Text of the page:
Simplicity and Prediction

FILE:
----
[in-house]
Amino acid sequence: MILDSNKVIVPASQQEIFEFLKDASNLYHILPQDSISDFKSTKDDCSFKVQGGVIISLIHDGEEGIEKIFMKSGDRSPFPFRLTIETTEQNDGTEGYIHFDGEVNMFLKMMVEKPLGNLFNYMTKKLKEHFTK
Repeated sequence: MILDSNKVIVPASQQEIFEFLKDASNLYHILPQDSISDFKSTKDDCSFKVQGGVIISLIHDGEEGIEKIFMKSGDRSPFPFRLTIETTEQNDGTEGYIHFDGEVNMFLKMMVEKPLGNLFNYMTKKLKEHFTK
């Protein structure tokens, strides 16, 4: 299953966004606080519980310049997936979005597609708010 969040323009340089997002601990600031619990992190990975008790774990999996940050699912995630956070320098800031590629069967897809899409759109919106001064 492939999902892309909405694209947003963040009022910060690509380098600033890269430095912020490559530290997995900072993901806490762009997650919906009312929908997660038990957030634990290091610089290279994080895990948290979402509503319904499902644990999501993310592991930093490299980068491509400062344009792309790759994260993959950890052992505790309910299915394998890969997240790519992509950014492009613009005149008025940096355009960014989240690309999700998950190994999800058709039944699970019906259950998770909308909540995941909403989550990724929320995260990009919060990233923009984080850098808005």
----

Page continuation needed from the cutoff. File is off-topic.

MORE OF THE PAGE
Concerns about piling on too many elements into models, which can easily arise when representing the cosmos, also arise in the world of neuroscience. Gully Burns is project leader in biomedical knowledge engineering with the University of Southern California’s Information Sciences Institute. He has spent a lot of time thinking about the organization and presentation of neuroscience data. Burns has seen visualizations that might be spectacularly ornate and arresting, but that very quality can short-circuit their main purpose and value. “Sometimes people tend to revel and get lost in the complexity,” he points out. Burns recalls a paper describing cerebral function that was formative in his own career. The authors were showing connections in the brain that were beautiful and complicated. Burns thinks what was lost in the image was a larger point about a hierarchical pattern; it was obscured by the complexity. The value of simplicity in design is certainly not a new idea. However, with the increasing use of interactive visualized models and simulations, being able to look past complexity can make it possible for underlying patterns in the data to emerge and give new kinds of displays more predictive power.